Skip to content Skip to footer

When the safety net fails: Experiences of navigating local support services during the cost of living crisis

In Winter 2022/23 we surveyed and interviewed people of Shropshire to find out about the impact of rising costs on their lives. The people we spoke to told us they have to make tough choices with their money all day, every day, with no room for errors.

“We’re in a position where the income coming into the house is way less than the bills going out. We have been in an immensely difficult position for a very long period.”

For those we spoke to, this balancing act was often impossible. It was common for people to have gone without essentials such as adequate shelter and food.

In this report, we explore learnings from conversations we had on the local support system in Shropshire, along with recommendations for how we can work together to best support residents facing financial crises. By sharing lived experiences, we want to raise awareness of the stigma people face when accessing support.

Key themes that emerged from this research are:

  1. Navigating the social support system is not an easy task for people in Shropshire.
  2. Stigma is huge, but positive experiences of support can help to alleviate it.
  3. Not Having access to enough support has far-reaching implications for people’s lives.
  4. The cost of living is hitting Shropshire harder because of its rurality.
  5. The national safety net sets context for local support.

Based on those 5 key areas we recommend:

Partnership working

Shropshire needs a coordinated approach if we are to support our residents effectively.

  • Our local system needs to effectively triage those seeking support.
  • Shropshire’s key forum for partnership working, the Social Taskforce, must continue and be adequately resourced.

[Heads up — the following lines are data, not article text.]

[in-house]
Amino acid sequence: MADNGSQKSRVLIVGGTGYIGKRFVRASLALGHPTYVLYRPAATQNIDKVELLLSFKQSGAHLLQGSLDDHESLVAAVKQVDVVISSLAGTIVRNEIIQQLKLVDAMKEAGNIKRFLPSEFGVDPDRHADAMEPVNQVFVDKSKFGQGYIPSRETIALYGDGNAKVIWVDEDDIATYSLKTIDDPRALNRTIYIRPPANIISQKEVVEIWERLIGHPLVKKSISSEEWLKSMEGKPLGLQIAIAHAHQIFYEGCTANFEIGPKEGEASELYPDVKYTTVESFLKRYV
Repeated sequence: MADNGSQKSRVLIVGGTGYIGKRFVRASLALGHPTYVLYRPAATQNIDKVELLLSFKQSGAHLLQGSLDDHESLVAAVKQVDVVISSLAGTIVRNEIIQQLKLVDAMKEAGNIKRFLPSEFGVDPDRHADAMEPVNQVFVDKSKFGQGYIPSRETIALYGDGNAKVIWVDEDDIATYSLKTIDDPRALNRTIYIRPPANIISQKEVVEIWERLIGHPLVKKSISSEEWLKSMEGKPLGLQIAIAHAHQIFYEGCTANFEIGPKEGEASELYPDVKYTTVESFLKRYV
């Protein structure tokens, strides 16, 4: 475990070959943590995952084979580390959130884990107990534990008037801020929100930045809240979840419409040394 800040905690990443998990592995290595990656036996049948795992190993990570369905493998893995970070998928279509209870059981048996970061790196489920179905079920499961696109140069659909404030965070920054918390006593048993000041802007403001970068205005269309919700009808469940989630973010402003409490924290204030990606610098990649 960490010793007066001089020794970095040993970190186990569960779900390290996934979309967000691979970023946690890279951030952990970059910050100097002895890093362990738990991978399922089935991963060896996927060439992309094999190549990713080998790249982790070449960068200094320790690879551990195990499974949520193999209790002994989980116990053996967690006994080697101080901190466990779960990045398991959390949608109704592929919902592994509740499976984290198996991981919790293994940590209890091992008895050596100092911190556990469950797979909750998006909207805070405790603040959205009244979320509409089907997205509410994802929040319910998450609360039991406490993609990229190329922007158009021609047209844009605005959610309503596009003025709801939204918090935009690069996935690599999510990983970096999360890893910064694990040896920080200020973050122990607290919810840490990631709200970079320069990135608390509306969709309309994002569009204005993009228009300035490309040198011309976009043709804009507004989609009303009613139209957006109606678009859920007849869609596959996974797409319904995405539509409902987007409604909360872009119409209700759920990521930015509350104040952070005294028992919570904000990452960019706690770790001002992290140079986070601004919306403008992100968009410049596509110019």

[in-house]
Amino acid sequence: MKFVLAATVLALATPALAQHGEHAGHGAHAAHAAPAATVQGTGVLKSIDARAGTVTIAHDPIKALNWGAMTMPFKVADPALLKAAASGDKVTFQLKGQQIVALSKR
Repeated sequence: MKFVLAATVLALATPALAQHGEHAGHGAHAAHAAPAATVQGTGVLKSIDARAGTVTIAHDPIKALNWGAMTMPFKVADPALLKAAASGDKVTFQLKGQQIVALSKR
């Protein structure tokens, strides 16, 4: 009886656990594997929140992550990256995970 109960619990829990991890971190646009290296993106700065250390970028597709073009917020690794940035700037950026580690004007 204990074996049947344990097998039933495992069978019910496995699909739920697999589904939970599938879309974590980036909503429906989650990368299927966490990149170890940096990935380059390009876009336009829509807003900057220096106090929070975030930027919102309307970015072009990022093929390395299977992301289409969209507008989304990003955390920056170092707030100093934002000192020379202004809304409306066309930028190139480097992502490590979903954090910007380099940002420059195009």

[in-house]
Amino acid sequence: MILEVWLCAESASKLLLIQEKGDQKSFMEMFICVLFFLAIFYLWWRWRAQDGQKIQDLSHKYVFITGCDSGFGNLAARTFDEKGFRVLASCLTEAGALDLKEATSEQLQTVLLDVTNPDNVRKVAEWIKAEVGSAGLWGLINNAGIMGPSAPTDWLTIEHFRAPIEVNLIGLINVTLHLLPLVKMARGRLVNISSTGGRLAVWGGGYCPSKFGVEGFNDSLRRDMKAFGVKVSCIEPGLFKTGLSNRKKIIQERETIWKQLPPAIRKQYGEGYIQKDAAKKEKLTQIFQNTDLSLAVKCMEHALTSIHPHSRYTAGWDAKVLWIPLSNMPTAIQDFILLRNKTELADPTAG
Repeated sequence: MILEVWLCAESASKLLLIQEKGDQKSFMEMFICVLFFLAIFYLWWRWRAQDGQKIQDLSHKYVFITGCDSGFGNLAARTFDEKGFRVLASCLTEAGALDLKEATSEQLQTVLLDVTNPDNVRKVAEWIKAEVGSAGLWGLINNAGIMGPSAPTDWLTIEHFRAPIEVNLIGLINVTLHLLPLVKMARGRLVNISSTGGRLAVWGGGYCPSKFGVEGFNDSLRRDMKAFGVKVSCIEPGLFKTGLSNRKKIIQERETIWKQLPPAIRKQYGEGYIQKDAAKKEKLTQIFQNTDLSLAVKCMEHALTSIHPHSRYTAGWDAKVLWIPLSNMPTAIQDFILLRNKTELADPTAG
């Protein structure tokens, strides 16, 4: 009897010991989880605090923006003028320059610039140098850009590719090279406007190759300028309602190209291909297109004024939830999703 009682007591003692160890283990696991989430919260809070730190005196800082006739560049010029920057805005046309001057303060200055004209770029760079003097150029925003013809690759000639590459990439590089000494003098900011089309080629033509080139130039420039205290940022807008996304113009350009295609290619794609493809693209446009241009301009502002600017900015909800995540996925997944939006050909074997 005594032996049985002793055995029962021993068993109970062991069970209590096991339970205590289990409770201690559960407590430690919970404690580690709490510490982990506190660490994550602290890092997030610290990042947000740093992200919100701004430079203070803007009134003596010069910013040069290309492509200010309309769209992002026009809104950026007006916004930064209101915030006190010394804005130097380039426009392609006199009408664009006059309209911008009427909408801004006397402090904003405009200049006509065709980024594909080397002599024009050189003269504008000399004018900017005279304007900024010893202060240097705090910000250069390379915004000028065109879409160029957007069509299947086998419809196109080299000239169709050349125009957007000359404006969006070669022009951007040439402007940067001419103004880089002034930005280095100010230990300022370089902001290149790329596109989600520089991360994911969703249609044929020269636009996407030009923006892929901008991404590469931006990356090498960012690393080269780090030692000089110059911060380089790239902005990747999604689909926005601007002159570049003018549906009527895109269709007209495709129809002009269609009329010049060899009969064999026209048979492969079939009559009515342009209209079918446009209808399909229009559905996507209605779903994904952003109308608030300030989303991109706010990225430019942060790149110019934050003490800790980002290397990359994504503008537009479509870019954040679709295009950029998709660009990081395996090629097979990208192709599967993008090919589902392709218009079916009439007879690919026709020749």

• Ongoing training for staff and volunteers to ensure they feel confident in helping people to navigate the system.
  • Data sharing between organisations to help proactively identify local residents who may be in need of support.

Support system design

Local services should be designed to protect people’s dignity and help individuals to come forward for support.

  • There should be multiple points of entry to access support. There must be alternatives to digital, and some face-to-face support available in each town.
  • Services should be trauma-informed and raise awareness of the challenges and stigma caused by financial difficulty.
  • Review and improve the design of application systems for local support to ensure it is distributed fairly. Clear and transparent criteria for local support schemes and simple and accessible forms are particularly important.
  • There should be a preference for a ‘cash first’ approach when delivering local crisis support.

Recognition of the value of the local voluntary sector

The voluntary sector plays a vital role in local support systems, but resources are needed to be able to do this.

  • Invest in building trusted relationships across sectors. Clear communication and recognition of the expertise, professionalism and reach of the sector will help to make sure that all players in the local support system feel like equal partners.
  • Identify funding for local advice services. Local advice services bring more money to the local economy by encouraging uptake of underclaimed benefits. They also save other services money by preventing people from falling into crisis and costing the local system more in the long-term.
  • Funding for the voluntary sector needs to be future proofed, to ensure the sector is able to recruit and retain the skilled staff it needs.

Advocating for ‘big picture’ change

While there is much change that can be effected at a local level, it is important to make sure the wider context of the challenges we face is not forgotten.

  • Local leaders and decision-makers should advocate for changes in the funding formula for rural areas to ensure it accurately reflects the needs of a rural population and the additional costs of delivering services in rural counties.

We want to thank everyone who engaged with this research project. Most of all those who agreed to be interviewed. We recognise that sharing your personal experiences and perspectives was not easy. We want to thank you for your time, courage and openness.